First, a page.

Oceans of diamonds on Uranus and Neptune

Oceans of liquid diamond, filled with solid icebergs of the precious gems, could be floating on Neptune and Uranus, a recent article in the journal Nature Physics has revealed.

The research based on the first detailed measurements of the melting point of diamond, found it behaves like water during melting and freezing, with solid forms floating atop liquid forms.

"Diamond is a relatively common material on Earth, but its melting point has never been measured," said Eggert. "You can't just raise the temperature and have it melt, you have to also go to high pressures, which makes it very difficult to measure the temperature."

Other groups, notably scientists from Sandia National Laboratories, successfully melted diamond years ago, but they were unable to measure the pressure and temperature at which the diamond melted.

A large diamond ocean on one or both of the planets could provide an explanation for an oddity they both share.

The two giant gas planets, unlike Earth, do not have magnetic poles which match up with their geographical poles.

As much as 10 per cent of both planets is carbon, and a liquid diamond ocean could deflect the angle of the magnetic field out of alignment with the planet's rotation, the researchers believe.

In laboratory conditions which simulated pressure levels on the gas planets, the scientists found that little crystals of solid diamond formed like icebergs in the liquid carbon they created.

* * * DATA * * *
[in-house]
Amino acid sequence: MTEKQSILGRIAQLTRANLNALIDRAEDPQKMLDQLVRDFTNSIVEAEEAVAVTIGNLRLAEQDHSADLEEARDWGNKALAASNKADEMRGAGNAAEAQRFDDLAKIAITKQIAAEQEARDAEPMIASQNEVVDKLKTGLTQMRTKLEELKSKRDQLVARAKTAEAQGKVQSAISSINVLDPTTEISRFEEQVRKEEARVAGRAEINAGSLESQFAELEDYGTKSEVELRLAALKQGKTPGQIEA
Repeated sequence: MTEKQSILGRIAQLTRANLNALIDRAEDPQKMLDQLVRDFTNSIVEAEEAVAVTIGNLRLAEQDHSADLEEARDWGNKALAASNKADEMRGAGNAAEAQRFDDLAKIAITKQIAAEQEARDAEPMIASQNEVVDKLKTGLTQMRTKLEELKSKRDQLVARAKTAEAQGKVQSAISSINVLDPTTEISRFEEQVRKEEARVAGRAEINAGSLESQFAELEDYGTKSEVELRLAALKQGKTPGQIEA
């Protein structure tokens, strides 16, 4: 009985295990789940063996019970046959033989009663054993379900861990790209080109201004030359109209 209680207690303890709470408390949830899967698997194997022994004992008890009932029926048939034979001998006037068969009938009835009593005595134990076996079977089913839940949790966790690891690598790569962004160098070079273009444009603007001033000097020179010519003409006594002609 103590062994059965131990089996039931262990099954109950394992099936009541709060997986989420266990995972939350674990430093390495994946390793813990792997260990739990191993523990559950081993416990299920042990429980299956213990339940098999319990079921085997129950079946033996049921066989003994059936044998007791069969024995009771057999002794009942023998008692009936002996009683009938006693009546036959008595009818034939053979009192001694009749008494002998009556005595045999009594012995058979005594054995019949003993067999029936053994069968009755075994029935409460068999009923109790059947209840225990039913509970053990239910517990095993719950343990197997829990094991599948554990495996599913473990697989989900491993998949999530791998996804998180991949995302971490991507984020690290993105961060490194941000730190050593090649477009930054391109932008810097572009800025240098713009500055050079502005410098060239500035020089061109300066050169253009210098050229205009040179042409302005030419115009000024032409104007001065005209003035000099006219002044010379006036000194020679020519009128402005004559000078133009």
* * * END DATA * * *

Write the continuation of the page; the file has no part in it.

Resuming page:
Dr Jon Eggert, of the Laser Shock Equation of State (EOS) group in the Department of Physical and Life Sciences Directorate at Lawrence Livermore National Laboratory in California, said: "The idea of significant quantities of pure carbon existing in giant planets such as Uranus and Neptune has gained both experimental and theoretical support.

"It is now accepted that the high-pressure, high-temperature behaviour of carbon is essential to predicting the evolution and structure of such planets.

"An ocean of diamond could help explain the orientation of Uranus' and Neptune's magnetic field."

The researchers took a half-millimetre wide diamond a tenth of a carat in weight and blasted it with lasers at high pressure, similar to that which found on Uranus and Neptune.

“As most of us know, diamonds are just about the toughest material there is on the planet, and in order to liquefy it you have to put it at pressures over 40 million times of that on the earth and you also have to heat it to unimaginable temperatures. And researchers working in a lab figured out in a genius way to take diamonds, solid diamonds, and they liquefied it – and to their surprise it acted just like water. A solid diamond floated just like an iceberg on liquid diamonds,” author and commercial space entrepreneur Jeff Manber told RT.

“This goes a long way towards helping us understand what is going on in these two planets, because on Neptune and Uranium they act in certain way that was puzzling, and now we are beginning to understand. Because they are made of carbon, because of the high pressure, because of the temperatures – there are probably vast oceans of diamonds. Just imagine having an ocean filled with liquid diamond and diamond icebergs,” he added.

When the pressure fell to only 11 million-times Earth sea level and temperatures dipped to 50,000 degress Celsius, solid chunks of diamond began to appear in the liquid.

As the pressure continued to drop more and more chunks formed in the liquid diamond, and did not sink. With most materials the solid state is more dense than the liquid state - with water one of the few exceptions.

The new article is published in the journal Nature Physics.

Via - Telegraph , Russia Today , Discovery News



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